The SCM: Neck Pains Dirty Little Secret

Neck pain is like Netflix, we all have it, and we spend way too much time thinking about it (Stranger things, I’m looking at you).

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At least 80% of the patients who walk in to my clinic come in with neck and shoulder pain, the majority of whom work in office jobs where they adopt the distinctly Igor-ian posture of hunched, cramped upper body, weak and overstretched back muscles, shortened and closed front body, and just a general clusterfuck of jammed and unhappy ligaments, muscles and bones in the neck.

A common issue many people with neck pain have is the profound level of re-occurrence experienced. Many have tried a myriad of treatments and modalities, spent money on gadgets, and made lifestyle changes to remedy the pain. Yet, the pain returns. This leads to bafflement and frustration. “I’ve changed my desk to an ergonomic set up, I go to yoga 3 times a week, I get massages and acupuncture and still, it comes back!” is something I hear pretty often. 

The frustration is understandable. But what if I told you that the neck pain, foggy brain and headaches all share a common culprit?



Enter the Sternocleidomastoid (or SCM for short). This muscle runs from the clavicle to the mastoid process (hence the name). Its main responsibilities are rotation and flexion of the neck. It is also a muscle recruited  in the ‘head forward’ position which is ubiquitous in those who work in front of computers.

The attachment sites at the head and neck mean that the SCM can influence  the chest, the jaw, eyes, ears and greater neck area (especially the subocciputal region). The SCM can cause misalignment of the neck, tugging the head forward and causing subocciputal neck pain and create or worsen jaw pain (they tend to have a whole feed back loop with each other in terms of tension). This leads to chronic neck pain and jaw tension, both of which often lead to tension headaches.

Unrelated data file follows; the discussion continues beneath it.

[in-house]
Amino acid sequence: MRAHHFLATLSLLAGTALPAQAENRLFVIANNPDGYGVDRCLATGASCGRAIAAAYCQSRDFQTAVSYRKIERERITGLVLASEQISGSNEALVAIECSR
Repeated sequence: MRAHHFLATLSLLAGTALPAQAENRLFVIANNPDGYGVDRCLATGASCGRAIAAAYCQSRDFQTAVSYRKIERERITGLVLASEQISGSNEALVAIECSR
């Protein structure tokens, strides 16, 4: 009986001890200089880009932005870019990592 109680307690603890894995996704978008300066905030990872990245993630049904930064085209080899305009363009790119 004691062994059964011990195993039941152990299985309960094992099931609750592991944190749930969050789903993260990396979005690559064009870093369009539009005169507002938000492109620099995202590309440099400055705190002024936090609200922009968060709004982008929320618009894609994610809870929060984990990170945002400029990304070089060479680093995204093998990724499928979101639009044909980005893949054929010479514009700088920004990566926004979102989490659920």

The chronic forward head motion typical with computer work creates shortened SCM’s, but because of the structure of the SCM, it is rarely a site of noticeable pain. How many people do you know who rub their neck and say ‘Ugh, my SCM is killing me!’ No one, because most people are not even aware this muscle exists. Remember, it is the victim who screams, not the culprit. Often it is areas or muscular systems which do not cause any pain at all which are the real cause of pain in other areas. Because of its low profile, the SCM is rarely treated.


So, what are the benefits of releasing the SCM?


  • Fewer Headaches. Releasing this muscle will allow your neck to return to a more neutral position and take the strain off of other neck muscles which must fight against it to keep the head in place, thus reducing strain and tension.
  • Better attention and memory retention. First, pain sucks and when you are in it all the time, it’s hard to concentrate. Second, tight muscles are almost always linked to reduced blood flow. Tight muscles can inhibit arterial blood flow and lack of movement and elasticity in muscles has a negative effect on venous return, meaning that less oxygenated blood is getting to the muscles and organs in the neck and head, and waste products from these areas are slower to return to the lungs and liver. Better blood flow means more oxygen and nutrients are reaching these areas, which means that they are able to perform at a more optimal level.




  • Cosmetic advantages. Your neck will look longer, and your skin will look healthier. It’s simple; by bringing tone and length back to this muscle, your neck will appear longer, and the area will look more toned. As for skin, well, skin which is getting optimal blood flow is happy, nourished skin!

So, what is the best way to release the SCM? The best way to help this muscle get healthy is by treating it yourself every day!



To find your SCM, first turn your head to one side. You will see a thick rope of muscle which comes out from behind your ear and travels down to the collar bone. Simply find the area which is most prominent (on most people the tendon which attaches to the collar bone sticks out the most) and work your way up and down the muscle by pinching it between your thumb and index finger.

 The SCM has muscle fibers which are diagonal near the mastoid process and vertical near the clavicle, so depending on how your body has been holding tension, it may feel way more tender toward one end of the muscle compared to the other.

Be sure to only massage ONE SIDE AT A TIME, as doing both at once may make you feel dizzy. Try to do this a few times a day for a about a minute each side. You will LOVE the difference it makes!


Jill Miller, who is a personal favourite of mine, also does an amazing video on youtube about how to roll out your SCM with therapy balls, which you can check out here.